Do more students studying abroad help the economy?
We are big believers in economies benefitting from diasporas and globalization of a country’s economies; opening up markets for its companies and people while allowing each company to manufacture where it makes the most sense. As part of this we wanted to look at the impact of having young people go abroad to receive a high-quality education, and then return; applying what they learned. Studying abroad is a badge of honor for much of the world’s elite. It is also, however, a source of frustration and disappointment for much of the world; it is indicative of a country that is often unable to provide for its best and brightest domestically. Students, that are forced to explore opportunities abroad.
For this divergence in motivation and benefits, we thought it would be interesting to look at what the relationship has been over time between GDP per capita growth and the growth of the % of students in a country that are studying abroad. We expected fat tails, where we would see that countries like Ukraine and Syria are experiencing exploding growth in the number of its students studying abroad, while certain developed countries would be experiencing the same, but more as a result of a global focus and mindset, rather than as a reflection of the poor state of educational institutions domestically. However, we did expect to see that those countries in Frontier Markets that over time have grown the number of students studying abroad would tend to exhibit a higher GDP per capita growth rate, as those students return to improve and build their native country’s economy.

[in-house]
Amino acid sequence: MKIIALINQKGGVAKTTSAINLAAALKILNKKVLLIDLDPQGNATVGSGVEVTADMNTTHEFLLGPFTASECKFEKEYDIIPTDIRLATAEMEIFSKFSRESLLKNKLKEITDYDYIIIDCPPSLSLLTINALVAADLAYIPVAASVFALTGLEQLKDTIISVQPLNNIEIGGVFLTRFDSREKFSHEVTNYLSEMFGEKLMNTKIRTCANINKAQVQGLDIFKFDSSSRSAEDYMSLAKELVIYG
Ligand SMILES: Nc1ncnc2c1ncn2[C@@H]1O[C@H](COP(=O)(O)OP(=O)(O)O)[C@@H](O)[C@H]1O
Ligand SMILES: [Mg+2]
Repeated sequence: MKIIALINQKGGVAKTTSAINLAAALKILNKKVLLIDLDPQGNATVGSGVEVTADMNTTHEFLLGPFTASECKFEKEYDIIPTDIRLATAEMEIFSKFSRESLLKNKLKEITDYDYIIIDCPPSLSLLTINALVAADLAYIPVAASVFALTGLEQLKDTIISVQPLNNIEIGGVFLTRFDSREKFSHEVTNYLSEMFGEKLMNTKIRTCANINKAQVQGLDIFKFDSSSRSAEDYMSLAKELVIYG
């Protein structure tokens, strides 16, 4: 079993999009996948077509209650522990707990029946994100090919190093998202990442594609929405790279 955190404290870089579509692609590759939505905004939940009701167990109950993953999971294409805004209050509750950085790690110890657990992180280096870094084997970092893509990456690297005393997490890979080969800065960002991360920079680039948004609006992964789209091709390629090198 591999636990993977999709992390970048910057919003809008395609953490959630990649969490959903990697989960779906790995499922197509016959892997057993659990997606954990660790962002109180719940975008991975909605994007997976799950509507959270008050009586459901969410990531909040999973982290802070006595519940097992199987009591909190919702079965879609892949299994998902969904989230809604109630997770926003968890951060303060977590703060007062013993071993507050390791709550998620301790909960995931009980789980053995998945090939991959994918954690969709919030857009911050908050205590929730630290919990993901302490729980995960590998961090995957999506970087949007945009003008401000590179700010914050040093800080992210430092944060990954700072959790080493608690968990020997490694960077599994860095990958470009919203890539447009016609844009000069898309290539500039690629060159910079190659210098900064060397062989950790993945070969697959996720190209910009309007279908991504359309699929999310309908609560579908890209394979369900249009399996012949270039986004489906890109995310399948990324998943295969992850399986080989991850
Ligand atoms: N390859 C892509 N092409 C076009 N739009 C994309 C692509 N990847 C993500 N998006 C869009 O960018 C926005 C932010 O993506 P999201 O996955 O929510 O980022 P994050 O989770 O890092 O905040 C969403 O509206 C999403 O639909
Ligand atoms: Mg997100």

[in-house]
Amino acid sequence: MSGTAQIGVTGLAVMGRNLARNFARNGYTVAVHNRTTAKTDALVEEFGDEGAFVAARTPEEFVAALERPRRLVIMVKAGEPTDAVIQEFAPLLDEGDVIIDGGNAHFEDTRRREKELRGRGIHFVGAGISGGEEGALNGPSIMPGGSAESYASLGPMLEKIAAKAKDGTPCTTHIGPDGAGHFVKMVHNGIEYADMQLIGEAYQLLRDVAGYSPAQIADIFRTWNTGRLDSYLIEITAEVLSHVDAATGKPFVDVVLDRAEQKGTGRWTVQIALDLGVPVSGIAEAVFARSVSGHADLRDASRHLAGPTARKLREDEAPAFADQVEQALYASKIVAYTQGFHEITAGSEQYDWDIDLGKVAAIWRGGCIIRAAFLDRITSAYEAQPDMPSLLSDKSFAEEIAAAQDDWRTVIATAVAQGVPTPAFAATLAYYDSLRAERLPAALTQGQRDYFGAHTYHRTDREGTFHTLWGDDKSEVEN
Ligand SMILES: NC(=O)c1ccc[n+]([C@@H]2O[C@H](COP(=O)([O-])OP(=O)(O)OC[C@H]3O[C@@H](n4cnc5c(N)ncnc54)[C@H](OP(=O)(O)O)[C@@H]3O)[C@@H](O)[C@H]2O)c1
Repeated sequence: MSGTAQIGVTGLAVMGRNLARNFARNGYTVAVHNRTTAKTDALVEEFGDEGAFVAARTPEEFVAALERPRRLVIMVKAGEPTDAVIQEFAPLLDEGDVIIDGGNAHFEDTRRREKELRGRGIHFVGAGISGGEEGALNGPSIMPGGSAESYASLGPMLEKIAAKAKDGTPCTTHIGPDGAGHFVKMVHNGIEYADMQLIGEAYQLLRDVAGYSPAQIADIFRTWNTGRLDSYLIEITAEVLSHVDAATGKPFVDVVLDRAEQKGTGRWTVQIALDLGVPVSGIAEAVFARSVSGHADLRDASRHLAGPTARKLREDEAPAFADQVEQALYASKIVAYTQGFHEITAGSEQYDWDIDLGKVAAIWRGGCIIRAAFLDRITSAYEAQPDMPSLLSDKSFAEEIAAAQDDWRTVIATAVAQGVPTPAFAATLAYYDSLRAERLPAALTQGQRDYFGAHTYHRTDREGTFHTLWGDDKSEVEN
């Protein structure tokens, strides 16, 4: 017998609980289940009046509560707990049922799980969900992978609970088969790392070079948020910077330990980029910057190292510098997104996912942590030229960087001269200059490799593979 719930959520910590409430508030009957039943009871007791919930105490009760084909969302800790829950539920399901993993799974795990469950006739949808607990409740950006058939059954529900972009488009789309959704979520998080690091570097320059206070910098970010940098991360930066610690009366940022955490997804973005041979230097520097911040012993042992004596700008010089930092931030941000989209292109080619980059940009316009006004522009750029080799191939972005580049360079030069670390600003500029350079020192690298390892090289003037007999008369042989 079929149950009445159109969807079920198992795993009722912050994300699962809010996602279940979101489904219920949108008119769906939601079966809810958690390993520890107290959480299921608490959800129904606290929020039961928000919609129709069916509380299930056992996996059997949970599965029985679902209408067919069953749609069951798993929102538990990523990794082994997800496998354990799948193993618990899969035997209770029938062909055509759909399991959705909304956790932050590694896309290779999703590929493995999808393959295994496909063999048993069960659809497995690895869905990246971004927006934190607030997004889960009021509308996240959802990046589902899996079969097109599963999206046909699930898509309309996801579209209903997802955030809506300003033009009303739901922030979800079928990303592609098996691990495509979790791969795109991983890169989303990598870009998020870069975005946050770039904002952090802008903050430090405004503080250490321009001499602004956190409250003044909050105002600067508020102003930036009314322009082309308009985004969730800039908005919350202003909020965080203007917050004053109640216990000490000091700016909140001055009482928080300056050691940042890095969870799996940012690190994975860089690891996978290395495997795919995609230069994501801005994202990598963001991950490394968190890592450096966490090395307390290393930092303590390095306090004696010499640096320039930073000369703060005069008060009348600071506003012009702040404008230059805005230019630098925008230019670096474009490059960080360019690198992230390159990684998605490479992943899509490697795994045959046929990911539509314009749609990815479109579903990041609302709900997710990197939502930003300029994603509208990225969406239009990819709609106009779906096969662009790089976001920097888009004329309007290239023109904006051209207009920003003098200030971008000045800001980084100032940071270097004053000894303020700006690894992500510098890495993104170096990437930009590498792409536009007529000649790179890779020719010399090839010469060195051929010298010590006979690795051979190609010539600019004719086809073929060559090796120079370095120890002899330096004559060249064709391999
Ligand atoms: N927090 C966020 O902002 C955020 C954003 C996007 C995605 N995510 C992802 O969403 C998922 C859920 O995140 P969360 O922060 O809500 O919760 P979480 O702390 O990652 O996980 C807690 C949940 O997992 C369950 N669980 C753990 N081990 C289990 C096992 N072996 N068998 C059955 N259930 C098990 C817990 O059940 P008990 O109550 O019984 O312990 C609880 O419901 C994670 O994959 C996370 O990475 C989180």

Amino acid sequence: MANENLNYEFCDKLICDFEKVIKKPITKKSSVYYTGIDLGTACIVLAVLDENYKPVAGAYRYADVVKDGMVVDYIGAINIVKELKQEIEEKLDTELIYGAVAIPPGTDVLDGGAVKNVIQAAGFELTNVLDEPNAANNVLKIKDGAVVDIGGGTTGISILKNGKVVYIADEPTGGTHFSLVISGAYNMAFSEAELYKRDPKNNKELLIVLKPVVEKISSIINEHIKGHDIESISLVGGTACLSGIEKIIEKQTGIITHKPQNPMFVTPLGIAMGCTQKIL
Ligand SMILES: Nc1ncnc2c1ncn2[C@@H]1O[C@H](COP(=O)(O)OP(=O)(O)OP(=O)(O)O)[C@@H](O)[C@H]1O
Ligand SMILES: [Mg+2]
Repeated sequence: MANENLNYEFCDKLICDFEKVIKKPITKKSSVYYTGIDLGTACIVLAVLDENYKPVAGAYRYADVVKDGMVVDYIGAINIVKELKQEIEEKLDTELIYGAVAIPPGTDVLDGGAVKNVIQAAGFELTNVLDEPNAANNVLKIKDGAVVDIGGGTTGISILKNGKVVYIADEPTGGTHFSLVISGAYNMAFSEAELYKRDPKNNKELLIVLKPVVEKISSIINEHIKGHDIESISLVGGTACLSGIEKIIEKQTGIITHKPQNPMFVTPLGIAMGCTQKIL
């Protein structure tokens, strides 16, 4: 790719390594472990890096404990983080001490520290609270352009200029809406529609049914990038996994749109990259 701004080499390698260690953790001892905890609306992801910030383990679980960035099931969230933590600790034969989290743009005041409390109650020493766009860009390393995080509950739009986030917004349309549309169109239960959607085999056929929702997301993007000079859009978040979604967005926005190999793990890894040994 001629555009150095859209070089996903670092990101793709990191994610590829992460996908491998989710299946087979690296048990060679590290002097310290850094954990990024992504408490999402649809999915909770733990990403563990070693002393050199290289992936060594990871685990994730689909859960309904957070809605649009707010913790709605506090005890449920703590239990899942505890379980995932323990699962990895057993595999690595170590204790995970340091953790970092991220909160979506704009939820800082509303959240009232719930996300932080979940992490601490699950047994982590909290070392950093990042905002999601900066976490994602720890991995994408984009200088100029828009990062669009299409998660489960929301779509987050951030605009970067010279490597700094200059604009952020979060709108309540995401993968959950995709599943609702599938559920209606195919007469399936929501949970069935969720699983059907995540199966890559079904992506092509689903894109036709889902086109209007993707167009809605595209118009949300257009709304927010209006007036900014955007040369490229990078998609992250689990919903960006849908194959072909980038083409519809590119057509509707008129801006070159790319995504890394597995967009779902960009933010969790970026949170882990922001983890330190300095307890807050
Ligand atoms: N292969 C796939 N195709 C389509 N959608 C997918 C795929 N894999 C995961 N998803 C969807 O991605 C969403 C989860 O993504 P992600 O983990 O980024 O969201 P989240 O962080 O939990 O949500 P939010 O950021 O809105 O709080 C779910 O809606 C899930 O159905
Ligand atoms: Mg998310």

What we found was absolutely no relationship between the number of students studying abroad as a percentage of total post-secondary students and economic growth. There is no indication that more or fewer students studying abroad have any impact on the economy. This most evident when we look at Frontier Markets, seeing the figure below.
Laos had one of the world’s fastest growing economies over the last 15 years, but the proportion of students studying abroad declined -8% on an annualized basis; largely driven by the dissolution of the USSR. At the same time, Tajikistan experienced a similar growth rate but had an annualized growth rate of 9% of students studying abroad. The same can be said on the other side of the spectrum. This is after removing the locations where a high proportion of students will always study abroad; islands such as those in the Caribbean and South Pacific.
Unquestionably, education is critical in improving the economic prospects of a country, where that education is sourced, however, is clearly irrelevant over the long-term; be it domestic or international. This was surprising to us. If you have any analysis which suggests otherwise we would be very interested to see it impacts. As a follow-on for which we could not find sufficient data, was of those studying abroad, what percentage returned and how does that correlate with economic growth. This could be directed to a country that found a way to contribute towards an individual’s education in return for their commitment of 2-5 years of working at home. Domestically, in Canada, this is used by the Northwest Territories to bring back quality graduates who would otherwise likely stay in Southern Canada.
Despite this data not showing us what we hope it to, we provide the countries with the least students studying abroad as a percentage of total post-secondary students below.
The countries with the most students studying abroad are provided below, but this is restricted to islands, given their fundamental difference from countries large enough to develop their own educational institutions.
The list below is the 10 countries with the highest proportion of students studying abroad that are not islands. In Qatar or Kuwait, 1 in 5 of the students that choose to pursue post-secondary education will go abroad.